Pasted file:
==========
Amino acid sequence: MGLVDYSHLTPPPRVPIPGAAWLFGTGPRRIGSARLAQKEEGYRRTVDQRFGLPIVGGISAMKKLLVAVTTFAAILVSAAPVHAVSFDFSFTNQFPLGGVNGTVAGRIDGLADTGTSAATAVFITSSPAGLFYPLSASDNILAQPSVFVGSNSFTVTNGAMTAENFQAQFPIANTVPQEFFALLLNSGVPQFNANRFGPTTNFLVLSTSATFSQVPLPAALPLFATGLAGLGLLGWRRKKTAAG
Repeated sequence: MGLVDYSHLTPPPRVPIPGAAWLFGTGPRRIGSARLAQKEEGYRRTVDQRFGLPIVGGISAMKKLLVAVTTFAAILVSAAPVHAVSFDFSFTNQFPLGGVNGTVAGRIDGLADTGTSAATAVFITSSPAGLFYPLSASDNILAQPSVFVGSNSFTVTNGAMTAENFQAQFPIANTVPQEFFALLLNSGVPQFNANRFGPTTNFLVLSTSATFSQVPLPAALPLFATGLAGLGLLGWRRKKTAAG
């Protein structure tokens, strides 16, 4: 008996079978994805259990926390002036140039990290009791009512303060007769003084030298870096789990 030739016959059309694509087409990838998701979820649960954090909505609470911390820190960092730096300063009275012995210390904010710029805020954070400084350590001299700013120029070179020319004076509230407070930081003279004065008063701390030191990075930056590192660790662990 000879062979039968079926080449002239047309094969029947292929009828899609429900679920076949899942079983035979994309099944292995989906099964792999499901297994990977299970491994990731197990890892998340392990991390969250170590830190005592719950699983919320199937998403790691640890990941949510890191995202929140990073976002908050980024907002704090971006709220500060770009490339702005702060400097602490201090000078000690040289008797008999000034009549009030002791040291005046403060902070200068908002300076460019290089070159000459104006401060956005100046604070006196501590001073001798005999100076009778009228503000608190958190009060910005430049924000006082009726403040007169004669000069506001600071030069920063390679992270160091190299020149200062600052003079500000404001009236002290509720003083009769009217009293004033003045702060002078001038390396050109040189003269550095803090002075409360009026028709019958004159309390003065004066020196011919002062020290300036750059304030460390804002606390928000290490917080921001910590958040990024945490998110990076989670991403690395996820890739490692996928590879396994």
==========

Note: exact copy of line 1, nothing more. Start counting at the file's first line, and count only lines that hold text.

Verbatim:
Amino acid sequence: MGLVDYSHLTPPPRVPIPGAAWLFGTGPRRIGSARLAQKEEGYRRTVDQRFGLPIVGGISAMKKLLVAVTTFAAILVSAAPVHAVSFDFSFTNQFPLGGVNGTVAGRIDGLADTGTSAATAVFITSSPAGLFYPLSASDNILAQPSVFVGSNSFTVTNGAMTAENFQAQFPIANTVPQEFFALLLNSGVPQFNANRFGPTTNFLVLSTSATFSQVPLPAALPLFATGLAGLGLLGWRRKKTAAG